Woodend Monthly: Everyone Outside, Outside for Everyone

One in four people in the United States lives with disabilities.1 Of these individuals, 28 million visit national parks each year.2 Unfortunately, these park visits often come with struggle. From the lack of handicap parking at trail heads to elitist attitudes about what counts as being “outdoorsy,” outdoor spaces are too often unwelcoming to people with disabilities. However, this has not stopped people with disabilities from getting outdoors. Organizations like Disabled Hikers and Birdability work to combat barriers to entry for people with disabilities outdoors. Although disability access may look different and require more infrastructure, people with disabilities have the right to enjoy outdoor access. The able-bodied view of nature tends to be binary, separating the world of humans from the natural world. However, this view restricts what able-bodied people allow to happen in these natural spaces. By deconstructing what defines a natural space, able-bodied people can expand their view of what outdoor access looks like to be more inclusive and welcoming to people of all ability levels.  

What counts as wilderness is not determined by the absence of people, but by the relationship between people and place. 
—Jack Turner, philosopher 3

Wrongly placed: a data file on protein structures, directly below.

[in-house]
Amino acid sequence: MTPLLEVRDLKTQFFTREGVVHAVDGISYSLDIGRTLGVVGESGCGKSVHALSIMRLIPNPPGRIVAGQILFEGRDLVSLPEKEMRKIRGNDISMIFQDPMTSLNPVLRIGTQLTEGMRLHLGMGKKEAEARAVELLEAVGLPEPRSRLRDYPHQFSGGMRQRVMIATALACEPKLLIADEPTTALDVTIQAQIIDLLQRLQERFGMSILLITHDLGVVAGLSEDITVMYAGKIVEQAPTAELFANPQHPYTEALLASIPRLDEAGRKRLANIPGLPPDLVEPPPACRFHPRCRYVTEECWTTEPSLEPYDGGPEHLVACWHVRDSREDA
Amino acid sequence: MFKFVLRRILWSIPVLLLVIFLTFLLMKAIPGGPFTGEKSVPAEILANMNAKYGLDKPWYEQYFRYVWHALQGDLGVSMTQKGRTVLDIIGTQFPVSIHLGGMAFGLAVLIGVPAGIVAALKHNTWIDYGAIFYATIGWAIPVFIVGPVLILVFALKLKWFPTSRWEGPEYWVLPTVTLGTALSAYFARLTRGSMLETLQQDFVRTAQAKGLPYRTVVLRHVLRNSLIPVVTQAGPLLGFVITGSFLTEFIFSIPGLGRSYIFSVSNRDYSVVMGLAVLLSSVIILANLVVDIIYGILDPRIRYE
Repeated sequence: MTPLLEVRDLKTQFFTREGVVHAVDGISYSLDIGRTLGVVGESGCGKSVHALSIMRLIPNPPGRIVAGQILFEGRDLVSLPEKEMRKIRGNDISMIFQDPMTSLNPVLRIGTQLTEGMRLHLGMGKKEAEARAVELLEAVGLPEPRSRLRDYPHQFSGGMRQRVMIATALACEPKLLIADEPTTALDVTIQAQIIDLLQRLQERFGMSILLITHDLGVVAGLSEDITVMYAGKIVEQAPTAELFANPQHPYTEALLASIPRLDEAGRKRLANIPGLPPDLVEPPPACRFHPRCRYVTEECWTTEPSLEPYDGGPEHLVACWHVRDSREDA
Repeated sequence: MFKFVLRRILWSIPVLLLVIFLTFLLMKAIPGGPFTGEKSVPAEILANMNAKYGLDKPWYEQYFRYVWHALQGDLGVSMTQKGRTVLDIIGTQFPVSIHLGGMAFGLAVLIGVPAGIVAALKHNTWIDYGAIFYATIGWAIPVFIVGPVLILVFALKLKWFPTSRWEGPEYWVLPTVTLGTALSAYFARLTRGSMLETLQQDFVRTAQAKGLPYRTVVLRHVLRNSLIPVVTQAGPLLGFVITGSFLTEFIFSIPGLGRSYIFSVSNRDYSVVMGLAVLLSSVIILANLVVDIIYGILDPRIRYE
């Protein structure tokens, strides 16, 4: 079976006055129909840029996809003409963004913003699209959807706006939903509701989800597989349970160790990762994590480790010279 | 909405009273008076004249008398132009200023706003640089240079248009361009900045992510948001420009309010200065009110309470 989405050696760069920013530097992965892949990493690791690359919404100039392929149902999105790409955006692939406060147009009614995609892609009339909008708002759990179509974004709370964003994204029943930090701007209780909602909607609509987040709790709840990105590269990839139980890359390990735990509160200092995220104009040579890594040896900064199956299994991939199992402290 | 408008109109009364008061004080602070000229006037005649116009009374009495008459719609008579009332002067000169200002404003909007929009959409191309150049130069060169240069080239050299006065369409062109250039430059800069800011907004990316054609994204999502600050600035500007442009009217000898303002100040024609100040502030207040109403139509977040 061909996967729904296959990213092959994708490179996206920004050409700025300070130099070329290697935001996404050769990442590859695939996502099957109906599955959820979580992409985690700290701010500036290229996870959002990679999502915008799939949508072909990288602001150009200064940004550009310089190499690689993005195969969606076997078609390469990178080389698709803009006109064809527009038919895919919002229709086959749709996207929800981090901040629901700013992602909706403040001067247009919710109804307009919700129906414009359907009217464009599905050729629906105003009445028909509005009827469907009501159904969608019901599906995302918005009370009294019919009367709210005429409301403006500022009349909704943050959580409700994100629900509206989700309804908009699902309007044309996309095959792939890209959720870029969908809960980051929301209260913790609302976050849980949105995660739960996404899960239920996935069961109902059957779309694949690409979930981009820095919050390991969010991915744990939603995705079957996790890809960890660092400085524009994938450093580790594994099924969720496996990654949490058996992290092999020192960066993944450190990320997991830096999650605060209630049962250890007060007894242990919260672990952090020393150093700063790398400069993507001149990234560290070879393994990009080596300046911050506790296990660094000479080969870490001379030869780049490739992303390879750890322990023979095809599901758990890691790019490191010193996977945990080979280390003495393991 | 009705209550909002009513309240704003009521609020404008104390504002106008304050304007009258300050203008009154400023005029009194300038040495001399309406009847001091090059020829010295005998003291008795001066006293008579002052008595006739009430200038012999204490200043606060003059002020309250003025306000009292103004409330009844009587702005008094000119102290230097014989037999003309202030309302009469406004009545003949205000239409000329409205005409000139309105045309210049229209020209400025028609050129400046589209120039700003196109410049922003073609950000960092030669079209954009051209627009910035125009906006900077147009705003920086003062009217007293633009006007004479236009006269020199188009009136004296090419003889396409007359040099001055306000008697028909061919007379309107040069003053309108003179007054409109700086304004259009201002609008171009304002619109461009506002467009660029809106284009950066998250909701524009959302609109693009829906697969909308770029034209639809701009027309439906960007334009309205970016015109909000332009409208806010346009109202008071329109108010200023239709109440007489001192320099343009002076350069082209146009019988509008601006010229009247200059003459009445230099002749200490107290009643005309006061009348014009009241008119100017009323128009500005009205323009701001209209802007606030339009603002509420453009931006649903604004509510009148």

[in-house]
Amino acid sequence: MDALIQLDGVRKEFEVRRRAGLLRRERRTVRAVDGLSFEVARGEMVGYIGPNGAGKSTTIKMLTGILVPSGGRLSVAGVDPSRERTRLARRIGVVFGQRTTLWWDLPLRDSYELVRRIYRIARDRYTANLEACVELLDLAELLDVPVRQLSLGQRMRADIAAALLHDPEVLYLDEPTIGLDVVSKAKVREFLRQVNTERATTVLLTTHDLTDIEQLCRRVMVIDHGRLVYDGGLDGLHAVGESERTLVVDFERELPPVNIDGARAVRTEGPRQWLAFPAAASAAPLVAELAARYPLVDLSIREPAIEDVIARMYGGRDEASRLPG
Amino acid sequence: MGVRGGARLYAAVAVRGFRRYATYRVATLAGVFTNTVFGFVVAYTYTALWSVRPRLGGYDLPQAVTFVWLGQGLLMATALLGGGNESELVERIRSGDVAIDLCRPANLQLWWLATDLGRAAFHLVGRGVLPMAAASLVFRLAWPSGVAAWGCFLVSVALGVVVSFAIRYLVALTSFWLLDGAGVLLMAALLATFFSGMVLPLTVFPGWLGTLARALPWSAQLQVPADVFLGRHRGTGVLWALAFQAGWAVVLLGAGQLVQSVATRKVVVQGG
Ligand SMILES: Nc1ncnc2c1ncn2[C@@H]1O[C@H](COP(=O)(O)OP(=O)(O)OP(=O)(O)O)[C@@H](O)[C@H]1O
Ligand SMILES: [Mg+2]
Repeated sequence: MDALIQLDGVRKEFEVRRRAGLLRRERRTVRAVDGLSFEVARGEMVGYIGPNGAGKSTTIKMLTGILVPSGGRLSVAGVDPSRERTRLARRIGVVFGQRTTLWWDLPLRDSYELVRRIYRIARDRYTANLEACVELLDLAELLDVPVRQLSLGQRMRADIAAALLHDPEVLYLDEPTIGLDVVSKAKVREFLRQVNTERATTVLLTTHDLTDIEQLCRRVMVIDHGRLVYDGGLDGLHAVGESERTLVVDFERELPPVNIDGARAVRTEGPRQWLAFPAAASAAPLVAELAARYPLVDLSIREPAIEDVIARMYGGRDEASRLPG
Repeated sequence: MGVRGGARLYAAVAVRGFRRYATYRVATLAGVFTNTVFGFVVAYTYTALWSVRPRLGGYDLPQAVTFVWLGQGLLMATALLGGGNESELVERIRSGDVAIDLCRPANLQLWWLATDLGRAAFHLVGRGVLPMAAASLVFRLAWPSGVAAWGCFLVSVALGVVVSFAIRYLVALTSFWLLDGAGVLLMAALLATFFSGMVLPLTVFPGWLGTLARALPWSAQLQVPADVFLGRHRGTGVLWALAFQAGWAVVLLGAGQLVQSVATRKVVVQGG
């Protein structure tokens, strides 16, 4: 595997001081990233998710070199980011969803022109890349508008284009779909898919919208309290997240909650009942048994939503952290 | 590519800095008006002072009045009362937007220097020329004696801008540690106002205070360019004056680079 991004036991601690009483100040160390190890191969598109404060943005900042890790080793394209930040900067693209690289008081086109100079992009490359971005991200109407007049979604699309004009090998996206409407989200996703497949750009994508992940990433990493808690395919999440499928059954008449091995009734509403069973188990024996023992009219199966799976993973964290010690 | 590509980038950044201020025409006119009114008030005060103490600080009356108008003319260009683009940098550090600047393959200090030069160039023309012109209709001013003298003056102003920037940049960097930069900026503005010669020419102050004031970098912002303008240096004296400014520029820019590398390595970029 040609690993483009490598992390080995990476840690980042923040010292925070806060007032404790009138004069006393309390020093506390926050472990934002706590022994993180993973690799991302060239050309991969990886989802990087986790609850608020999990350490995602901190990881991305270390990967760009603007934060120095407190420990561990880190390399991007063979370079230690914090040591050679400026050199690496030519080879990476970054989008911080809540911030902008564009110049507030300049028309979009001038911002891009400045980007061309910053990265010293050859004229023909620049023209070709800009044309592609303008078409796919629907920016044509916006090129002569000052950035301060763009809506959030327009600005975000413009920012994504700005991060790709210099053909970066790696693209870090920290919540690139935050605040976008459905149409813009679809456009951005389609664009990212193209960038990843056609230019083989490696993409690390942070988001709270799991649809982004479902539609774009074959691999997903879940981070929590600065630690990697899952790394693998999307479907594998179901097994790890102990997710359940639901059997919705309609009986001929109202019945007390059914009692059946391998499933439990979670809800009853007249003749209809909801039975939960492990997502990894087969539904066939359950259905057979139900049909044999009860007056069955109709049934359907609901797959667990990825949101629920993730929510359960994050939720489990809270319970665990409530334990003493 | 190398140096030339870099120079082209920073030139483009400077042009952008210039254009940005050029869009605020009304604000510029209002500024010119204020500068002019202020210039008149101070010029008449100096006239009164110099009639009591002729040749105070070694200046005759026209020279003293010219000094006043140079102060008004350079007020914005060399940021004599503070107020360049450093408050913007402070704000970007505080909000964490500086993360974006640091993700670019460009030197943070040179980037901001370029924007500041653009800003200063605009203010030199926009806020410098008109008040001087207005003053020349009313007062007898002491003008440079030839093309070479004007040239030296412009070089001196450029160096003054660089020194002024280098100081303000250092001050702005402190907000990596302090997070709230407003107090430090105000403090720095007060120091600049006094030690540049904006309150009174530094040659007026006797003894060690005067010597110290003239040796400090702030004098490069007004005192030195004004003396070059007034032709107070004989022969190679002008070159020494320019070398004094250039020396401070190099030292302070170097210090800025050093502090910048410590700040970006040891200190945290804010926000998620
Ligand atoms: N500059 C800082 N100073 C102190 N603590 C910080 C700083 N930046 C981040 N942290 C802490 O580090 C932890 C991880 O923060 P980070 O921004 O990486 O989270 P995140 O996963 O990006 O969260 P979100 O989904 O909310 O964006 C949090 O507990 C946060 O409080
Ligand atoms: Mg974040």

“Wild” spaces were created during early colonization. Many religious groups that settled the Americas were often at war with nature. Diseases, predators, and rough weather lead Europeans to associate the natural world, or “wild,” that existed beyond their settlement as dangerous. This narrative was extended to indigenous peoples, as their harmony with the environment was seen as unnatural, deeming the tribes as “savages.” 3 This narrative continued during the establishment of US National Parks. Though the movement was a conservation success, it is argued that it furthered the divide between people and the environment. Indigenous peoples were removed from the land to truly make the landscape “wild.” 4 What came to define a space as truly being “natural” was the absence of humans and human-related infrastructure.3  

The separation between humans and nature still exists today, as many people travel to national parks and other natural areas to escape urban spaces. Many able-bodied people speak of the benefits of trading out sidewalks for dirt trails and seeing nature’s beauty in far off waterfall. However, these restorative elements do not provide the same experience for everyone. Syren Nagkyrie (they/them) speaks of their struggle as a disabled person, telling the story of their exhausting struggle to reach a waterfall in the Olympic National. This experience ultimately led to them to create Disabled Hikers, an organization that aims to fill the gap in accessibility information in parks across the United States. Nagkyrie’s has created many disabled-centric hiking guides, and their work helped bring disability access to the attention of the National Parks system. However, despite these great successes, Nagkyrie has faced accusations on social media of wanting to destroy these natural spaces by paving over “natural” trails.5